What kind of Coax Splitter is best?

Old 10-11-18, 02:29 AM
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What kind of Coax Splitter is best?

I have collected about 40 different coax cable splitters in my days dealing with Comcast. They all have different ratings and different uses. I do not know what the ratings mean or which connections are important for Internet vs TV.

Can someone please tell me what the dB ratings on coax splitters mean?

What about the MhZ rating, the EMI rating and whether digital or analog is best?

If there are different ratings for output, which is best for TV and which works best for the Internet?

Most of them have grounding screws, do they need to be wired to a dedicated ground or can they be grounded on the box the cable comes out of? Or can they be grounded to the plumbing?

Is it required?

Do they need to be shielded or can they run next to other wires?

Are there some brands that are better than others?

Is there anything I should avoid when splitting out my TV and Cable Modem connections?

What about source cables that have the extra wire with them, should that be attached to the grounding terminal?

Currently, I am having T3 Timeouts on my Cable Modem that the cable company thinks is a bad cable. I am running a new RG6 quad cable from their box to my single splitter. I am not having timeouts on my DVR (the TV side of the splitter), but I am on the much shorter run to my cable modem. I have replaced all the cables, but not the splitter until I know how to pick the best splitter for the job.

Any help would be greatly appreciated.

I have read the articles on here about coax cable splitters and I have to say that I am a little shocked about the quality of information provided. To split them into the 5 categories they mentioned seems like a humor piece rather than a useful article. In fact, they forget Vertical Flex Mount as one of the hilarious categories.
Old 10-11-18, 01:01 PM
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a 5 - 1000mhz splitter should be fine. You can read a lot of tech data on the web, but the real question to ask is "what does your cable provider recommend?"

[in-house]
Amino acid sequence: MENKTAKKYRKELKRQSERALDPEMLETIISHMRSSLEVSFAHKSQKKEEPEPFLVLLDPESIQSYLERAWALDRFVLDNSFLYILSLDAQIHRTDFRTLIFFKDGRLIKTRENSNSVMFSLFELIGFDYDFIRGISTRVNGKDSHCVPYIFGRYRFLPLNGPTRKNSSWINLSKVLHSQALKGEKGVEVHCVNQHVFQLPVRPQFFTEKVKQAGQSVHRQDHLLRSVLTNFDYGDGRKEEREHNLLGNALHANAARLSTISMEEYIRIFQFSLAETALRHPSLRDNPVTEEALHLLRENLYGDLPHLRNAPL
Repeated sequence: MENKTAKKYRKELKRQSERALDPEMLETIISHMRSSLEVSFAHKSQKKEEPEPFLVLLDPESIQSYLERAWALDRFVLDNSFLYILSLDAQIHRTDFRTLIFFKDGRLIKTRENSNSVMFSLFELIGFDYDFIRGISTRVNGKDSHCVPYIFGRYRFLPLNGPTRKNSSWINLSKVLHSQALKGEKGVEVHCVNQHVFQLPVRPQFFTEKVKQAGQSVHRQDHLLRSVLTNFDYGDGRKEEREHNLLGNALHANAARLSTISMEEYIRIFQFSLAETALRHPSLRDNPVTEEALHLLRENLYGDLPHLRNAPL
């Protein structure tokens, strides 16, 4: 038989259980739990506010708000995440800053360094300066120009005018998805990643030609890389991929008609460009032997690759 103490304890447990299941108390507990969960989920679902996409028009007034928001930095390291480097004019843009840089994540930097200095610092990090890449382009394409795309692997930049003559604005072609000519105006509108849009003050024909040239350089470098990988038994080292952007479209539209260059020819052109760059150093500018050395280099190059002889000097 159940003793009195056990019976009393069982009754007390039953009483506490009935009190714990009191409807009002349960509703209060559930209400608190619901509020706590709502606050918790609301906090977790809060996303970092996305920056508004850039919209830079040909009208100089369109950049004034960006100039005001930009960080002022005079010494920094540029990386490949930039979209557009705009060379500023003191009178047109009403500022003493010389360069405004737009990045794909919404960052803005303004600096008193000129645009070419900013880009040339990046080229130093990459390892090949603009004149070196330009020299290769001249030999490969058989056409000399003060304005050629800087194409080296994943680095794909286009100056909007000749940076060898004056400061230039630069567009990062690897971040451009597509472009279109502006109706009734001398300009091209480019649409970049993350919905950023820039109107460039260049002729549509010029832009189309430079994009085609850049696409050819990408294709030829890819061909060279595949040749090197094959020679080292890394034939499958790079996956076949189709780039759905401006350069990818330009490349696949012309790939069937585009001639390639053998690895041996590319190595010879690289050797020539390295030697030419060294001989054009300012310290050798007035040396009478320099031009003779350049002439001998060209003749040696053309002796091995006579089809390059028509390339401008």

Old 10-11-18, 04:46 PM
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Minus 3 dB (decibels) means getting half of the strength of the original signal. Minus 6dB means getting a quarter of the original signal strength. Plus 3 dB means getting twice the signal strength (and would apply only if the splitter had a booster amp within it).

A passive splitter is not 100% efficient so with two output ports, each will deliver a signal strength a little less than half the original, Minus 3.5 dB is considered good.

The 5 to 1000 mHz figures should stand for the frequency bandwidth. This correctly is the frequency range where the frequency that comes out worst is at least half the strength of (no more than 3 dB down from) the frequency that comes out best. Usually it is the low end and the high end that come out worse than the middle. This discrepancy is stacked or combined with the split loss in the sense that when an output port delivers the signal minus 3.5 dB then within the bandwidth stated the frequencies will come out anywhere between -3.5 dB and -6.5 dB.

I am not sure what frequencies are used by what cable or satellite systems for TV but if I remember correctly, channel 2 is always 54 to 60 mHz and FM broadcast radio is 87.9 to 108.1 mHz., What frequency range the splitter has to span depends on the actual frequencies used for the desired TV channels and the actual frequencies used for the internet signals.

Last edited by AllanJ; 10-11-18 at 05:05 PM.
Old 10-12-18, 10:44 AM
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Modems are usually "first on the line" (in other words, they need the strongest signal). They should have only only 1 splitter in front of them and should be on the tap with the lowest attenuation.

Electrical codes require that external devices be grounded just prior to entering the building. Do not ground at additional locations; that will likely create problems.

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